The 2010 Year in Review

Happy New Year!

Well, 2010 was quite a year for this blog. Thanks to all of you who read this blog and took the time to interact with and comment on the posts and series. Year after year I'm amazed at the quality--in both content and spirit--of the conversations we have here. More, week after week I learn so much from you. Thank you very, very much.

I had a hard time narrowing down my ten favorite posts/series from 2010. I started out with twenty and have finally narrowed it down. If I wrote something in 2010 that you felt should have made the list please feel free to plug it in the comments.

Without further adieu or self-indulgence, here it is, the best of 2010:

Experimental Theology 2010 Year in Review

1. The Deliverance of God
In late 2009 I saw a lot of theology and biblical studies blogs praise Douglas Campbell's book The Deliverance of God as the book of the year. The book was hailed as a "game changer" in Pauline studies. Ever curious, I got the book and did a series on it, summarizing my understanding of the main argument. There are a lot of reviews of The Deliverance of God on the Internet, but I think mine is one of the best for the layperson. One of the nice things about the series was Dr. Campbell taking the time to interact with me and the readers here to offer some clarifications about his book.

2. The Snake Handling Churches of Appalachia
At the start of the year I did a series on the psychology and theology of the snake handling churches of Appalachia. As a psychology of religion researcher I love case studies like this. In the series we reflected on the history of Pentecostalism, the nature of religious experience, biblical literalism, and the theology of serpents. Reader beware: By the time you finish this series you just might be tempted to make an interesting suggestion to your worship committee...

3. How Facebook Killed the Church (and A Correlational Follow-Up)
This was the most buzzed post I wrote in 2010. In the post I argue that the reason religious attendance is declining among American youth is that one of the traditional pulls of church--social affiliation--has been effectively replaced by Web 2.0. Getting "connected" through a church has waned in importance. This may be a bad thing or a good thing for the church depending upon how you look at it (I think it's a good thing and a positive challenge for the church). Later in the year I came back around to these issues in a post entitled The Kingdom of God Will Not Be Tweeted which pushed back on Web 2.0 in favor of the "strong ties" of the church. Taken together, these posts are a start on thinking through the relationship, good and bad, between Web 2.0 and the traditional church.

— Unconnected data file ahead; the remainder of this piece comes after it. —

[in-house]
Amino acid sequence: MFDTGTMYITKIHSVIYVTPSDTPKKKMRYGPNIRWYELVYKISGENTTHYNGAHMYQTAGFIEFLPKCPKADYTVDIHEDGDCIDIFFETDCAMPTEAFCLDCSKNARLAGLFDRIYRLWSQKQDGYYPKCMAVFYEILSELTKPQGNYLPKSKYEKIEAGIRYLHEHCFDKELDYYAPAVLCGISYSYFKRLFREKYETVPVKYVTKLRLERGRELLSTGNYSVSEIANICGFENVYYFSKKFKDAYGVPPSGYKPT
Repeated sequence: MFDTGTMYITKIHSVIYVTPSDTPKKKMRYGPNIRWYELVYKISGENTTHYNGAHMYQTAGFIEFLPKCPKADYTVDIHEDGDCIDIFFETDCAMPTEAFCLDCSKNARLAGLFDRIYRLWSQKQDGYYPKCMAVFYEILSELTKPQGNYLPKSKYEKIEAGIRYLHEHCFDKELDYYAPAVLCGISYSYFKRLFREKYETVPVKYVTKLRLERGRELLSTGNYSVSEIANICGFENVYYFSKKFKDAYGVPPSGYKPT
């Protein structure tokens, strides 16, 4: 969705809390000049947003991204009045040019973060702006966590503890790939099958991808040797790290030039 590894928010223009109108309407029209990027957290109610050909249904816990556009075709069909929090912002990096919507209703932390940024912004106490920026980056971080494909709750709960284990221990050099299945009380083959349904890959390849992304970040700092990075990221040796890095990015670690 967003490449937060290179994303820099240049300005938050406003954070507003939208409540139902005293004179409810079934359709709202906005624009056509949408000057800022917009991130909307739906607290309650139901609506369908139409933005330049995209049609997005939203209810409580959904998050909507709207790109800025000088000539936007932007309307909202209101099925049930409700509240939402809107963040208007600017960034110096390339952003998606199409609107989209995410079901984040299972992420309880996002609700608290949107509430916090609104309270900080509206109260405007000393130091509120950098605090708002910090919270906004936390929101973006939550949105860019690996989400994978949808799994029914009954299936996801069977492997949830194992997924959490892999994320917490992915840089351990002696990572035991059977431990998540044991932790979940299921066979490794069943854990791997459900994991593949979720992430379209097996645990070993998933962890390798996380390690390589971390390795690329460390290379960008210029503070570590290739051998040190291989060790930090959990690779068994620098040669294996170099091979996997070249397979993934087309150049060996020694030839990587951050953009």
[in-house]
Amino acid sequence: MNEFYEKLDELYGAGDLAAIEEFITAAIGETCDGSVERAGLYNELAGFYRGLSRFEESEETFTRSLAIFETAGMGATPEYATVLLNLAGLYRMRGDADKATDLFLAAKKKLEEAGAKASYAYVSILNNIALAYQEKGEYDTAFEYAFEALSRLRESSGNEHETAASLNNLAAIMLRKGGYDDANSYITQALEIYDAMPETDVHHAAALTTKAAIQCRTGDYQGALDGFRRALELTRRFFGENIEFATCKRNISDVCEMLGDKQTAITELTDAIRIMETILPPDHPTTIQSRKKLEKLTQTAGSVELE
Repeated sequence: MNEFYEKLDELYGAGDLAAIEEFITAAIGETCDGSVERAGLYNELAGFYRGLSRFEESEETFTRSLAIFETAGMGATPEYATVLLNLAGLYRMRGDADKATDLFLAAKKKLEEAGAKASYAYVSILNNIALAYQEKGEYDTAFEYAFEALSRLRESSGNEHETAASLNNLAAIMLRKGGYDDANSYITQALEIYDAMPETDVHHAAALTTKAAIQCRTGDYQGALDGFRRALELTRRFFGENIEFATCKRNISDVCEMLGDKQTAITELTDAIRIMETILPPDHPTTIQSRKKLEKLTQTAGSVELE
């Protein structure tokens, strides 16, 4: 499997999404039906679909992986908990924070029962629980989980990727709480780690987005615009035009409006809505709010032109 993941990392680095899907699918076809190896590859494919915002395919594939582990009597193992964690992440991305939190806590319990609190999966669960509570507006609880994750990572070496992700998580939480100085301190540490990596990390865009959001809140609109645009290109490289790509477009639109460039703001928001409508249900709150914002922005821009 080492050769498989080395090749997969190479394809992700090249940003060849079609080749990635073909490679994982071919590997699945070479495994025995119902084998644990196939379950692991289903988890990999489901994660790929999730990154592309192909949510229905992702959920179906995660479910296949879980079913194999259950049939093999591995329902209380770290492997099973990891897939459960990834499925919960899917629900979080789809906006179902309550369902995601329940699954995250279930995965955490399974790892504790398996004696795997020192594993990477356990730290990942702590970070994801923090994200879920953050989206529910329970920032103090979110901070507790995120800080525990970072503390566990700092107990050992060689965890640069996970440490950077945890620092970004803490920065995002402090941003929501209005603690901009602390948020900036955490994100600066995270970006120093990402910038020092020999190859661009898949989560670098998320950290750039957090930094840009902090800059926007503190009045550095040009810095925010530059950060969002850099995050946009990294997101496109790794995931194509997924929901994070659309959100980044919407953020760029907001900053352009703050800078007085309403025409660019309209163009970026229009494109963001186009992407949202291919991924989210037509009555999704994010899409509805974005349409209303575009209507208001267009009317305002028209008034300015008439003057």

4. George MacDonald
In 2010 I paid back a longstanding theological debt by devoting some posts to the Scottish writer George MacDonald. Like C.S. Lewis, I consider MacDonald to be my spiritual master. All these posts can be found on the sidebar but four of the best were my introductory post (start there if you are new to MacDonald), the post The Real Emerald City, my post on At the Back of the North Wind, and the post on the sermon Justice from MacDonald's Unspoken Sermons.

5. Theology of Type 1 & Type 2 Error
Occasionally on this blog I come at theological questions from crazy, unpredictable angles. Initially, in the post Deciding Who is Going to Hell I tried to answer the question "Who is going to hell?" by using tools from null hypothesis testing in statistics, specifically the notions of Type 1 and Type 2 error. That post kicked up enough questions that I followed it up with a second post--Divine Base Rates and the Great Drama of Salvation--where I used the same statistical tools to show how views of God affect soteriological positions.